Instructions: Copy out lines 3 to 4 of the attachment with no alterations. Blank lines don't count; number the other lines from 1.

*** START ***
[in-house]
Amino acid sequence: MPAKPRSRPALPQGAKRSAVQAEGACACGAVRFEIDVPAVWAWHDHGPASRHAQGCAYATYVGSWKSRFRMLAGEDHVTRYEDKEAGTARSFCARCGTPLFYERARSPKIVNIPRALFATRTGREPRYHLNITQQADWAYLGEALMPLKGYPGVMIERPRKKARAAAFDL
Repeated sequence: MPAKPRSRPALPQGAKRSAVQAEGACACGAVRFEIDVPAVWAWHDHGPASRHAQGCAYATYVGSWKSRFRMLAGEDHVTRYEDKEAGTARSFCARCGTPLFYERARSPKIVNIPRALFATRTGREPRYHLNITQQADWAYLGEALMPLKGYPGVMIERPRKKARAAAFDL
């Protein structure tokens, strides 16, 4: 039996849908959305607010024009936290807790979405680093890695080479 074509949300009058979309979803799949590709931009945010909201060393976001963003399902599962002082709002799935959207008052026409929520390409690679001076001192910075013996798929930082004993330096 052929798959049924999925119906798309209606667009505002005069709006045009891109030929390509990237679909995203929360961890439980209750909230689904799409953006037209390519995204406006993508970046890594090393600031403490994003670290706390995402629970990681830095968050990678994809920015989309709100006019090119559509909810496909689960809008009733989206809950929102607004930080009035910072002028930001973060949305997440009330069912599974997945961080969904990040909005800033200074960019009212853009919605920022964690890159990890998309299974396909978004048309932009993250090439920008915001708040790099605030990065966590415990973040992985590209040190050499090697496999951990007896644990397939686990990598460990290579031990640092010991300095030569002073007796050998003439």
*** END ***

Repeated sequence: MPAKPRSRPALPQGAKRSAVQAEGACACGAVRFEIDVPAVWAWHDHGPASRHAQGCAYATYVGSWKSRFRMLAGEDHVTRYEDKEAGTARSFCARCGTPLFYERARSPKIVNIPRALFATRTGREPRYHLNITQQADWAYLGEALMPLKGYPGVMIERPRKKARAAAFDL
């Protein structure tokens, strides 16, 4: 039996849908959305607010024009936290807790979405680093890695080479 074509949300009058979309979803799949590709931009945010909201060393976001963003399902599962002082709002799935959207008052026409929520390409690679001076001192910075013996798929930082004993330096 052929798959049924999925119906798309209606667009505002005069709006045009891109030929390509990237679909995203929360961890439980209750909230689904799409953006037209390519995204406006993508970046890594090393600031403490994003670290706390995402629970990681830095968050990678994809920015989309709100006019090119559509909810496909689960809008009733989206809950929102607004930080009035910072002028930001973060949305997440009330069912599974997945961080969904990040909005800033200074960019009212853009919605920022964690890159990890998309299974396909978004048309932009993250090439920008915001708040790099605030990065966590415990973040992985590209040190050499090697496999951990007896644990397939686990990598460990290579031990640092010991300095030569002073007796050998003439």